Happy Objects- Sarah Ahmed:
(Ahmed, Sarah. “Happy Objects.” The Affect Theory Reader. Comp. Melissa Gregg and Gregory J. Seigworth. Durham, NC: Duke UP, 2010. N. pag. Print.)

Locke says that we judge happiness by what causes an increase in pleasure or diminishes pain in us– Something is good or bad according to how it affects us (ahmed 31)

— But heartbreak cannot be judged in such short-term thinking. Heartbreak is an emotion that must be dealt with, and the result can be either -or good or bad. Locke says that a man loves grapes, so his joy of grapes is no more than he likes the taste of them. But heartbreak’s empirical, “object” is more abstract. On one hand, someone rejects you, but there is no “grape” to grasp; furthermore, the feeling lingers as something that must be overcome, or the emotion can take over and destroy you–just ask Othello.
“Happiness might play a crucial role in shaping our near sphere, the world that takes shape around us, as a world of familiar things. Objects that give us pleasure take up residence within our bodily horizon” (32)—also, our likes shape what we are like. We shape our material space by what we like and do not like: we avoid places, things, smells, objects, etc. that we do not like and we try to surround ourselves with the stuff we do like.
Locke says we are made happy by different things that we find delightful. Happiness can be directed towards a thing– an object: a grape, here now. I like grapes so I try to eat them. I am directed towards the things I like and try to distance myself from the things I do not like. In a phenemonological way, happiness is intentional. I am happy towards something. Even in the moments of absence, if the object is not before me, I can be happy if I recall a moment of happiness. (32-33). Objects can affect us in time and space. If I receive something that makes me happy in a certain place, then that place, by association, becomes a happy place. “Or if you are given something by somebody whom you love, then the object itself acquires more affective value’ (33). Happiness has a “here” and “now” or a “when” to it.

“It has always interest me that when we becomes conscious of feeling happy (when the feeling becomes an object of thought), happiness can often recede or become anxious” (33)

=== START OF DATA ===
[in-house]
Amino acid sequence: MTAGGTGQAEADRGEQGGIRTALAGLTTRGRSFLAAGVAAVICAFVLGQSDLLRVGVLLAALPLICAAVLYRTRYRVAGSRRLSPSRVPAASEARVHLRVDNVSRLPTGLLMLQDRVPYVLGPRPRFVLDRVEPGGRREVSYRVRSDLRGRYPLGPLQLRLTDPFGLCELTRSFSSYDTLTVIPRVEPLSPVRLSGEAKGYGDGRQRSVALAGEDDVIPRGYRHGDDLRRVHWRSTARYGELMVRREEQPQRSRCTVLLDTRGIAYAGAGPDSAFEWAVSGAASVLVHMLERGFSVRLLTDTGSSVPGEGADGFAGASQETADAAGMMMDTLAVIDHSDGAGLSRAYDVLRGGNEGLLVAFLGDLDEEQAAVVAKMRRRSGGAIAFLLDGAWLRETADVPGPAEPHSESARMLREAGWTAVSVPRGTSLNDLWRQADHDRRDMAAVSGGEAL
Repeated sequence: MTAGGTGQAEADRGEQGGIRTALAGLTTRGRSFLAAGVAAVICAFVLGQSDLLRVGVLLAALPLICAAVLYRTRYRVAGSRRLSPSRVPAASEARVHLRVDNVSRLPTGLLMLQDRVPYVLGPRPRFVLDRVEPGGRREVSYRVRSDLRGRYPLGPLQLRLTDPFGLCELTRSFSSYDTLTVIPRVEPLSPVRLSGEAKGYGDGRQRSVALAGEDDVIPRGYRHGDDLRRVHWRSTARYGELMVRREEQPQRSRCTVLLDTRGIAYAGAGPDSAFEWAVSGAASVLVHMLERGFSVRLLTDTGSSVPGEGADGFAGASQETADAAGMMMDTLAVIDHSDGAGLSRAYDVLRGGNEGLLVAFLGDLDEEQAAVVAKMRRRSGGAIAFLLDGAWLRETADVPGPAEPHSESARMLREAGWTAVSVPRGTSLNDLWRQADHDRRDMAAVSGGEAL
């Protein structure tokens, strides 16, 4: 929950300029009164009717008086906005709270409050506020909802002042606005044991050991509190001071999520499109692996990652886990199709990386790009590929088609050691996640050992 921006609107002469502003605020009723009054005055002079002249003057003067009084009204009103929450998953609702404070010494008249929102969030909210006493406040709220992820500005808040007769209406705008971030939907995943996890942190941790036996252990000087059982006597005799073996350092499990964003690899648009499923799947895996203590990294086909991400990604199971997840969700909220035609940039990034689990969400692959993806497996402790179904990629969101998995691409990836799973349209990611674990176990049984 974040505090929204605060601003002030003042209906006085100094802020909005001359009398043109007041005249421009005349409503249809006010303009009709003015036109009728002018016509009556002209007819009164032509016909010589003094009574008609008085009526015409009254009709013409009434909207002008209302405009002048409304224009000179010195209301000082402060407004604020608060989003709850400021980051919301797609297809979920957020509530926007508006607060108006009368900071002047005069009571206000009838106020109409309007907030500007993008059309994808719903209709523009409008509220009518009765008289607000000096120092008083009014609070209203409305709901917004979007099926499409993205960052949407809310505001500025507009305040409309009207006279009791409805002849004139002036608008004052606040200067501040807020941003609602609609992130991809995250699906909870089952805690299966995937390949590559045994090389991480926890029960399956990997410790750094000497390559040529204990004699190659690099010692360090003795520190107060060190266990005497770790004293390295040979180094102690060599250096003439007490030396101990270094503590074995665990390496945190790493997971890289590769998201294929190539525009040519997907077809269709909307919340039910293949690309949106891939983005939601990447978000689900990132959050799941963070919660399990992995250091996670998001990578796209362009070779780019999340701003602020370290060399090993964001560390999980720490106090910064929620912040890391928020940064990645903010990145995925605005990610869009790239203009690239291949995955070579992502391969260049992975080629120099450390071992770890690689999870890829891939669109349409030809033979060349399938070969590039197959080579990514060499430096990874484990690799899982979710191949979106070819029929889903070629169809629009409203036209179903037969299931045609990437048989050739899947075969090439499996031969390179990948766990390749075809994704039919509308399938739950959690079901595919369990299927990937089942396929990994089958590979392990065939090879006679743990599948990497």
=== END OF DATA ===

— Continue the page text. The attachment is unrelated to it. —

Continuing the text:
— This idea is in Heidegger- When the hammer breaks, we detach from it and turn it into an object of contemplation rather than authentically, just use the hammer. So with feelings–there is a heideggerian idea here– Our truest feelings/emotion are the ones we feel when we don’t notice. –or are we just blank slates? Do we just feel nothing until we realize it? I would still argue no– just as the upset stomach or sleepless night attest to the feeling of anxiety or stress you might not be fully, consciously aware of.
On page 34, she looks at Aristotle who says that happiness is the Chief Good that we aim at. This idea of the end of ends gets at the problem of thinking of happiness as a “thing” that can be achieved. Is it happiness if there is an end? Things, here, are good in that they become the means to happiness. Temporality matters, happiness comes after the object. “As if happiness is what we get if we reach certain points” (34).

Sociable happiness:
Objects get related to happiness, since they are meant to embody good feelings and necessary for a good life. (34)—but the things that bring us happiness require an attainment of taste as well. In saying that a grape is good, you have made a value judgment on that object: “…taste is not simply a matter of chance (whether you or I might happen to like this or that), but is acquired over time” (35). What Pierre Bourdieu illustrated: taste is shaped by what society deems as good or bad so that we desire these good and bad objects. Again, as Aristotle says, good habits are gained through habituation—practice, just like taste is a matter of putting in the work to like the right/good object. At this point, Aristotle makes a distinction about intention “a man is not a good man at all who feels no pleasure in noble action” but what does the “feeling” matter if the feeling fails to be seen. If a man does good, he is good, no? Intention is too tricky. More than habit, habit gives us good taste, makes us desire and strive for the right/good object. “Fake it til you make it”—lie to yourself until you believe. The social of happiness is this idea that society decides what should bring us happy: “groups cohere around a shared orientation toward some things as being good, treating some things and not others as the cause for delight. We are affected by others, such that when we are around others who are happy we catch that happiness. By thinking about affects in this contagious matter, we can look at the inside-outside model of affect—that affects come from inside us to the outside world. But here, affect comes from outside of us and changes us inside.